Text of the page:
Clive Palmer: Virtuoso banjo-player who as a founder-member of the Incredible String Band helped pioneer psychedelic folk


Martin Val Baker
Tuesday 02 December 2014 18:50

One important strand of the British music scene in the 1960s was the folk revival that helped revolutionise popular music. One of its most influential exponents was The Incredible String Band, who left a marker for others to follow. John Lennon and Bob Dylan, to name two, were fans.

A founder member was the virtuoso banjo player, songwriter and multi-instrumentalist Clive Palmer. Born in Edmonton, north London in 1943, he took an early interest in the banjo, receiving lessons in the classical style from the virtuoso Alfred Lloyd, a former partner of the legendary player Joe Morley. In 1961 Palmer met the guitarist Wizz Jones and they began to play traditional folk in London clubs in the company of such performers as John Baldry, Rod Stewart and Davey Graham.

In late 1962 or early 1963 he moved to Scotland, where another centre of creativity had emerged, and soon he and two young Scots, Bert Jansch and Robin Williamson, opened a folk club in Edinburgh. After Jansch left for London, the other two worked as a duo, then, when Williamson went to Morocco, Palmer opened Clive's Incredible Folk Club in Glasgow, with another Edinburgh musician, Mike Heron.

The American record producer Joe Boyd was taken to the club, in Sauchiehall Street, but found that it had been closed as a fire hazard. But when Williamson returned from Morocoo, the trio became the Incredible String Band, named in honour of the closed-down club, and soon impressed Boyd, who had already seen Williamson and Palmer play together. "Robin seemed graceful and relaxed," he recalled in his autobiography White Bicycles, while Palmer "had a limp and seemed old beyond his years."

The resulting eponymous LP, released on Elektra in 1966, was recorded in seven hours – all first takes. It was voted Folk Album of the Year in a Melody Maker poll – but shortly after it was released Palmer – "a true rebel who didn't care a fig for my ambitions," noted Boyd – left the band to travel overland to Afghanistan, and then to India, where he played on national television. He later said that "the time was right for a change" and that he saw his epic trip as a voyage of discovery.

Returning to England in 1968, Palmer followed a friend's recommendation and moved to Cornwall. At this time Henry "The Jug" Bartlett, was running the legendary Folk Cottage club in the village of Mitchell which featured a nest of talented performers including Ralph McTell, "Whispering" Mick Bennett and local guitarists John Bidwell, Pete Berryman and Tim Wellard. Soon, along with singer Jill Johnson, they formed the Famous Jug Band, touring extensively. Their first album was recorded in 1969, dominated by Johnson's haunting voice, and featuring Palmer's classic song "A Leaf Must Fall".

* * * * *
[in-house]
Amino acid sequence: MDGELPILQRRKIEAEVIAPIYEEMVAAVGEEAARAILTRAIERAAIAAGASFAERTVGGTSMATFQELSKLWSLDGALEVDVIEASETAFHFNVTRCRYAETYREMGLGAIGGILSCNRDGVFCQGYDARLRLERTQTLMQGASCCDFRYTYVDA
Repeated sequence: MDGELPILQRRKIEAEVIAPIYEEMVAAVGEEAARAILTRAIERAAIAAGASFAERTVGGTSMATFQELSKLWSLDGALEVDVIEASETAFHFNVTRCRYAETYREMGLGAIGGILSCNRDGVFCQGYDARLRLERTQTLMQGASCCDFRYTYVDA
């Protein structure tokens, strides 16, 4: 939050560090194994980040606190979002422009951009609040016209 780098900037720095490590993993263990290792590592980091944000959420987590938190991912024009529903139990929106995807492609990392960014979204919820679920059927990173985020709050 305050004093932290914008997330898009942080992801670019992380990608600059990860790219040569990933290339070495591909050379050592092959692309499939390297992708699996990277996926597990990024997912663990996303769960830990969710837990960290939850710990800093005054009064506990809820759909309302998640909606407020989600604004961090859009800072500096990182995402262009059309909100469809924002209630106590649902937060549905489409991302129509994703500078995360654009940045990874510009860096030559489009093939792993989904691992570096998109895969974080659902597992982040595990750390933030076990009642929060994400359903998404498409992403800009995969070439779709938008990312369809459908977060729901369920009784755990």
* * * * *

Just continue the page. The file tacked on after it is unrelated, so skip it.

His next group, the Stockroom Five – with Bidwell and Wellard, and Mick Bennett on washboard – was a good-time band playing the foot-stomping music of the American country star Uncle Dave Macon, then in 1970 Palmer and Bidwell were joined by Demelza Val Baker on tablas in the Temple Creatures. Heavily Indian-influenced, they played an eclectic collection of instruments including balalaika, dulcitar and Indian hand organ.

They moved to London in 1972 but split up soon afterwards, reforming as Clive's Original Band, or C.O.B. They seem destined for success, with rave reviews of two fine albums of innovative material, Spirit of Love (1971) and Moyshe McStiff and the Tartan Lancers of the Sacred Heart (1972) but after a nationwide tour supporting Pentangle they went their separate ways. Palmer went back to Cornwall, where he formed a partnership with the poet Bob Devereux, and in 1978 they were joined by Wellard, and Dick Reynolds on keyboards, to form Rhombus, who had a brief but memorable career including a concert with Robin Williamson's Merry Band at St Ives.

Palmer later lived in Brittany, and in Cornwall, and returned to recording in the 1990s, reuniting with Williamson and touring with Heron and Williamson in the reformed ISB. A solo album, All Roads Lead To Land, came out in 2004.

In recent years he played the occasional solo gig and appeared with a five-piece band, while working as an instrument maker (Northumbrian and Cornish bagpipes and stringed instruments). He never resented the greater financial success of many of his contemporaries, feeling that his freedom was preferable to the nomadic life of the professional musician. He felt that opportunities for creative acoustic music to be economically viable will only return when a new generation reactions against the electronic manipulations so prevalent today.

He noted: "Without the patronage of disinterested sponsors, music has to be commercial to survive and as long as art and creativity are measured by financial rewards a really creative scene is unlikely – though in the end the public is the final judge." The legendary folk singer Shirley Collins paid tribute to Palmer, saying, "How many artists can boast a finer acid folk legacy than the Incredible String Band and C.O.B.?"

Clive Palmer, musician: born London 14 May 1943; died Penzance 23 November 2014.

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